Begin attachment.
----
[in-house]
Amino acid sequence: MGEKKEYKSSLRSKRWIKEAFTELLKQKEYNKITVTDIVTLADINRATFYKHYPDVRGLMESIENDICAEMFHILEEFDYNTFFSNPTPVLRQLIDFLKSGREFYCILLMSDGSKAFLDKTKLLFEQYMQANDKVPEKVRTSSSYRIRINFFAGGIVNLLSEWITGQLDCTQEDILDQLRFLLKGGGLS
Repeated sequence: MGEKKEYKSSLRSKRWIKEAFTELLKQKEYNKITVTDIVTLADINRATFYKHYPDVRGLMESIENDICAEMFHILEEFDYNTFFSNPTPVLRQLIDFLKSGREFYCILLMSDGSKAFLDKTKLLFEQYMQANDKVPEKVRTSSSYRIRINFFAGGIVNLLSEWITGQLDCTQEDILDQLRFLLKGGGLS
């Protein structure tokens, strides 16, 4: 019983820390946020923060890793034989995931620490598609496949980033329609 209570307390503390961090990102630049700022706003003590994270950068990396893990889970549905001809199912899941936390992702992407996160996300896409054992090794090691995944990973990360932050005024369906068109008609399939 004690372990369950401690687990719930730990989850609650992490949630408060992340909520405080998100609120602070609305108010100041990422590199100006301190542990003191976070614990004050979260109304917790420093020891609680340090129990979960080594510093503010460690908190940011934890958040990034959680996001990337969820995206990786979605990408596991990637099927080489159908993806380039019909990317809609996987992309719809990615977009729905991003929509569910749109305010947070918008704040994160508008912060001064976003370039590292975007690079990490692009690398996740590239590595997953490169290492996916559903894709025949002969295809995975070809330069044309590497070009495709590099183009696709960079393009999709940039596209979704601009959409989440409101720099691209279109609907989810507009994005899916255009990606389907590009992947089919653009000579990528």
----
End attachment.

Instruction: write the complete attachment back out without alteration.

[in-house]
Amino acid sequence: MGEKKEYKSSLRSKRWIKEAFTELLKQKEYNKITVTDIVTLADINRATFYKHYPDVRGLMESIENDICAEMFHILEEFDYNTFFSNPTPVLRQLIDFLKSGREFYCILLMSDGSKAFLDKTKLLFEQYMQANDKVPEKVRTSSSYRIRINFFAGGIVNLLSEWITGQLDCTQEDILDQLRFLLKGGGLS
Repeated sequence: MGEKKEYKSSLRSKRWIKEAFTELLKQKEYNKITVTDIVTLADINRATFYKHYPDVRGLMESIENDICAEMFHILEEFDYNTFFSNPTPVLRQLIDFLKSGREFYCILLMSDGSKAFLDKTKLLFEQYMQANDKVPEKVRTSSSYRIRINFFAGGIVNLLSEWITGQLDCTQEDILDQLRFLLKGGGLS
């Protein structure tokens, strides 16, 4: 019983820390946020923060890793034989995931620490598609496949980033329609 209570307390503390961090990102630049700022706003003590994270950068990396893990889970549905001809199912899941936390992702992407996160996300896409054992090794090691995944990973990360932050005024369906068109008609399939 004690372990369950401690687990719930730990989850609650992490949630408060992340909520405080998100609120602070609305108010100041990422590199100006301190542990003191976070614990004050979260109304917790420093020891609680340090129990979960080594510093503010460690908190940011934890958040990034959680996001990337969820995206990786979605990408596991990637099927080489159908993806380039019909990317809609996987992309719809990615977009729905991003929509569910749109305010947070918008704040994160508008912060001064976003370039590292975007690079990490692009690398996740590239590595997953490169290492996916559903894709025949002969295809995975070809330069044309590497070009495709590099183009696709960079393009999709940039596209979704601009959409989440409101720099691209279109609907989810507009994005899916255009990606389907590009992947089919653009000579990528």